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Beyond the 90-Day Warranty: Four Hardware Subscription Launch Lessons From iRobot

Tien Tzuo
CEO, Zuora


Welcome! Over the next few weeks, I’ll be discussing a range of topics inspired by Zuora’s recent Customer Day, which was essentially a day-long masterclass in how to launch, optimize and scale a subscription business of any kind. In addition to presenting our new product roadmap and “Journey to Usership” framework, we gathered sharp insights from companies like New Relic, The Telegraph, CarGurus, Aura, and GoPro. And best of all, since it was a virtual event, everything is on-demand. This week I’m sharing some best practices from iRobot on launching a hardware-based subscription service. 


In 1925, Henry Ford introduced a concept that was both revolutionary and tragic: the 90-Day Warranty. His offer was famously abrupt:  “90 days on material; 30 days on labour. No guarantee whatsoever on fan belts, glass, bulbs, wiring, transmission bands, hose connections, commutator shells, rollers, spark plugs or gaskets.”  On a Model T, that didn’t leave much else to haggle over, but it was a start.


There were similar ideas in the market at the time, of course, but like so many things, Henry Ford standardized and popularized it. Here’s why the 90-day warranty was revolutionary: it formally paired the concepts of services and products. Gone were the days of caveat emptor, or buyer beware.  Consumers who purchased expensive assets (cars, appliances, etc) could now expect some kind of continuing support relationship with manufacturers of those assets.


Here’s why it was tragic: It wound up defining the relationship between products and services for the next century! It wasn’t until just recently that the Subscription Economy started turning the concept on its head. Today instead of purchasing an asset with some associated services, consumers are preferring to purchase a service with some associated assets.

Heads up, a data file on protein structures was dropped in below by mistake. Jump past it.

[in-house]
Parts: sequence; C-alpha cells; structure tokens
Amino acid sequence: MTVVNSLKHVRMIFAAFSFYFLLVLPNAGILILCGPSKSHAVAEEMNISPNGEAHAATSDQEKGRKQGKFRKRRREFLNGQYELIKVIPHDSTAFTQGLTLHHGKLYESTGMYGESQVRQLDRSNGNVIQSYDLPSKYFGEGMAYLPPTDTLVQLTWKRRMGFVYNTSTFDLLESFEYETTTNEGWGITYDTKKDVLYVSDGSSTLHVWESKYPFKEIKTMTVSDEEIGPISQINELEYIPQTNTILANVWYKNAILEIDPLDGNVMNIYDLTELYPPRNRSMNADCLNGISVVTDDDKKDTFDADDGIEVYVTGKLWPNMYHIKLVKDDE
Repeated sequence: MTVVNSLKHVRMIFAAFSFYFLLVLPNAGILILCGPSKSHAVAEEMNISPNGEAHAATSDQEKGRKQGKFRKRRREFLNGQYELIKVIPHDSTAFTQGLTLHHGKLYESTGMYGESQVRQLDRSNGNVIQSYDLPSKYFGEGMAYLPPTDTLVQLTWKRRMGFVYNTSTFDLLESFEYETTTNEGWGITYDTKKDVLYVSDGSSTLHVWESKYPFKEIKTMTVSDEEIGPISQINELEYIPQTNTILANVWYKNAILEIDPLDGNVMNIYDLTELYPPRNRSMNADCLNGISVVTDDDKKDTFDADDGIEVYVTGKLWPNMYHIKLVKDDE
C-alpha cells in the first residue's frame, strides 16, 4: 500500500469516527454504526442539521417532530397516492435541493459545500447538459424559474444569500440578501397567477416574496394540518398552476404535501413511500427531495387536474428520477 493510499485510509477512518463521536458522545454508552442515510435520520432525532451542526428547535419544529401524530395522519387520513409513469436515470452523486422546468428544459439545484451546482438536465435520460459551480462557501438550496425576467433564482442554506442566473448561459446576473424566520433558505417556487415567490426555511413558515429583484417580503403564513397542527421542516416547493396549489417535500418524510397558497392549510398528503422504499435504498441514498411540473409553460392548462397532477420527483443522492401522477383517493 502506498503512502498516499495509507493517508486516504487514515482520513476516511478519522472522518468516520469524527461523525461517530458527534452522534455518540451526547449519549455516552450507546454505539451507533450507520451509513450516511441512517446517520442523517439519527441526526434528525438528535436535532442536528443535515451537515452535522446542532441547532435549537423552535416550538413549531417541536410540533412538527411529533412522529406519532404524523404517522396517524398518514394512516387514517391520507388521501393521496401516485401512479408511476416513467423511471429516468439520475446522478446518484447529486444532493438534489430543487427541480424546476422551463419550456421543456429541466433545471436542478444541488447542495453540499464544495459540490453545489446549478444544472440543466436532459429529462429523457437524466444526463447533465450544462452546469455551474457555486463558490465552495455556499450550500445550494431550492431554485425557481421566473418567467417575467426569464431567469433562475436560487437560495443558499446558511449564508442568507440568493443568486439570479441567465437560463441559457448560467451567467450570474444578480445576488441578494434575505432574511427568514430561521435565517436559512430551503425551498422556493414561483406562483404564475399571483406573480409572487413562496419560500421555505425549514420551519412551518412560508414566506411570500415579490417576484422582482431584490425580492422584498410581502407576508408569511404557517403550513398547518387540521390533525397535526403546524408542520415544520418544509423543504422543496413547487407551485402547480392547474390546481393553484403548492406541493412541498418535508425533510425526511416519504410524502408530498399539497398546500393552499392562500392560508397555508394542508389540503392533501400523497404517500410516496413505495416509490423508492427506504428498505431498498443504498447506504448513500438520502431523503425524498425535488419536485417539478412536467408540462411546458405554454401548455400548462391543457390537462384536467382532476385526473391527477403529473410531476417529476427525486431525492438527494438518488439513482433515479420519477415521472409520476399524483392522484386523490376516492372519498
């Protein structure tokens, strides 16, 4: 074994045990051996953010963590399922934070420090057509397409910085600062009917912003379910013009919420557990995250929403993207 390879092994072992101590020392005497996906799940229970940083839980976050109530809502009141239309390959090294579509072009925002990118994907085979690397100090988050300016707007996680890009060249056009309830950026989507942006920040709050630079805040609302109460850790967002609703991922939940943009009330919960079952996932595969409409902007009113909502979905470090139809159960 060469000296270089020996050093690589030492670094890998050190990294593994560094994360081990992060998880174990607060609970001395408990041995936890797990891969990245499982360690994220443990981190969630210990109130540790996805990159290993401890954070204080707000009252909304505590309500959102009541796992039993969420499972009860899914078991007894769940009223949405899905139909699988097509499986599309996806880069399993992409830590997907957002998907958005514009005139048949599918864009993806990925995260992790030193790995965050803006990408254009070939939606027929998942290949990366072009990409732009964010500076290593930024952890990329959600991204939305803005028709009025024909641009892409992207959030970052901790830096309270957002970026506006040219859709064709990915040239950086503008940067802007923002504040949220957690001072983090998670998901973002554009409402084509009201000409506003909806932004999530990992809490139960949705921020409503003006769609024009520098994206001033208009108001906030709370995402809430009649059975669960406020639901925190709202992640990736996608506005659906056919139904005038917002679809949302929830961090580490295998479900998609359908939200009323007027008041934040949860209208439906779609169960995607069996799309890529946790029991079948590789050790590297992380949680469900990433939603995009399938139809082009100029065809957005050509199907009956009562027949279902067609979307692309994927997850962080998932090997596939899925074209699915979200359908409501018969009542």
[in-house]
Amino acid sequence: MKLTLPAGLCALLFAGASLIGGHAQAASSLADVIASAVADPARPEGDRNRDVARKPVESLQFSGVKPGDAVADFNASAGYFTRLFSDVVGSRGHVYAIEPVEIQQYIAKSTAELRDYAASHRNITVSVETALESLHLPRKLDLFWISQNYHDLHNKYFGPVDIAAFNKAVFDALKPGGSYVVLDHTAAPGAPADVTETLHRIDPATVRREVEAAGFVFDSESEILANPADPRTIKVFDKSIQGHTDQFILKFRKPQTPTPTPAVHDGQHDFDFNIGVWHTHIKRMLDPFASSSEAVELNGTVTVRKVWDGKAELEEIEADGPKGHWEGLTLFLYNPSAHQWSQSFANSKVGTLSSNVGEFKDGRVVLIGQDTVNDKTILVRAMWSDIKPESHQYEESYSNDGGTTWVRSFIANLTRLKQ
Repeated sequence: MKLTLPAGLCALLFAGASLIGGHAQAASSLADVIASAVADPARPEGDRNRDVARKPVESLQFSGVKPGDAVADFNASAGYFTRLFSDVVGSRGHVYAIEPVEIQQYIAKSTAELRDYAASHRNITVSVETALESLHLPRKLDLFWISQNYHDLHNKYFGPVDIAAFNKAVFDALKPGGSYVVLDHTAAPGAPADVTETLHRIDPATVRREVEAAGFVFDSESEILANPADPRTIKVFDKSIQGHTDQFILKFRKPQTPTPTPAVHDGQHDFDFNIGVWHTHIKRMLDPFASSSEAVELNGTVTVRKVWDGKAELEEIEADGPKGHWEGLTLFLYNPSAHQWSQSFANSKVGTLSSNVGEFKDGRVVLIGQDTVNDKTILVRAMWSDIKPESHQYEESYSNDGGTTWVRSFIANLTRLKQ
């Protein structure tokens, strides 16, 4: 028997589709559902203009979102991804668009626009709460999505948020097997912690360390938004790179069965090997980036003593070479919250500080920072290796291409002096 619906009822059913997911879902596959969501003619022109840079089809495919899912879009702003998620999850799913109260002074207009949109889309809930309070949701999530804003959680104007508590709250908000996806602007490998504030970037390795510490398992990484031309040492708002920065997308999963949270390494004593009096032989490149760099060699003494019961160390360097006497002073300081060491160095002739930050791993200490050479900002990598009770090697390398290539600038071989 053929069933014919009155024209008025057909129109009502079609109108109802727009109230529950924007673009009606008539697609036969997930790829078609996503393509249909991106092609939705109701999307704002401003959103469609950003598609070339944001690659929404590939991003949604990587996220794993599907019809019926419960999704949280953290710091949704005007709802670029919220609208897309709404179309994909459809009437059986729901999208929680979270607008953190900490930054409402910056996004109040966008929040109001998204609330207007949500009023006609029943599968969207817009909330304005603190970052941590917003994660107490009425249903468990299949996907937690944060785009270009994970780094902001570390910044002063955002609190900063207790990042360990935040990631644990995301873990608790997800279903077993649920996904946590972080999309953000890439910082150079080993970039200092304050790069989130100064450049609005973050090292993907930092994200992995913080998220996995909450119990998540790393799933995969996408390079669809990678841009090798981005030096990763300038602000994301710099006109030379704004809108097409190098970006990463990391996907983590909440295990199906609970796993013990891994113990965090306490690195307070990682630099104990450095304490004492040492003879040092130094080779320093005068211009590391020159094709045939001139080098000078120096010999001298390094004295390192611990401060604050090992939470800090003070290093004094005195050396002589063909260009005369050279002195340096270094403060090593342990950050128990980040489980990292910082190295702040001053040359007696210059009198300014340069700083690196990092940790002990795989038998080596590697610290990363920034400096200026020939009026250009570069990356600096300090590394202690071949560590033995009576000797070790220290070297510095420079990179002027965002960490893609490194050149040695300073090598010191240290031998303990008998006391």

In other words, products should support services, not the other way around. Lots of hardware manufacturers are still catching up to this idea, of course, but many are leading the way. 


During our recent Customer Day event, Zuora’s Head of Global Customer Advocacy Chris Wittman  had a chance to chat with Barry Schliesmann, VP of Product Services at iRobot, on the topic of “How to Launch a Hardware/Software Subscription.” The talk is available on-demand and is worth watching in its entirety, but I thought I’d offer my own Tien’s Notes version.


As a relatively new entrant into pure hardware subscriptions, iRobot falls into the “Launch” stage of our Journey to Usership framework. Here the priorities are creating an initial go-to-market strategy, gaining market traction, building your basic subscriber experience and dialing in your business operations. But of course, one primary question animates this entire stage, particularly for hardware companies: Where the heck do I start? 


As mentioned, extended warranty plans aren’t a new concept. Nor are rental agreements. You could simply divide the cost of your product over a given period of time and offer that “as a service,” but that’s not really the point, is it?  How do you create a true subscription plan that prioritizes services and outcomes over assets and add-ons? 


Fortunately, Barry gave us some great take-aways on this topic: 


First, start with a hypothesis. 


You already have a great team of engineers, and you probably have some good ideas as to which aspects of your business would lend themselves to membership or service offerings. What’s going to keep your customers engaged with your brand for years to come? Start with your own ideas, then do some qualitative or quantitative research on your own. 


As someone with a service background (he helped launch JetBlue’s first in-flight wifi program), Barry asked himself a set of familiar set of questions before helping to roll out the iRobot select membership: “What is the problem that we’re solving? The job that needs to be done? What are the pain points that we’re addressing?”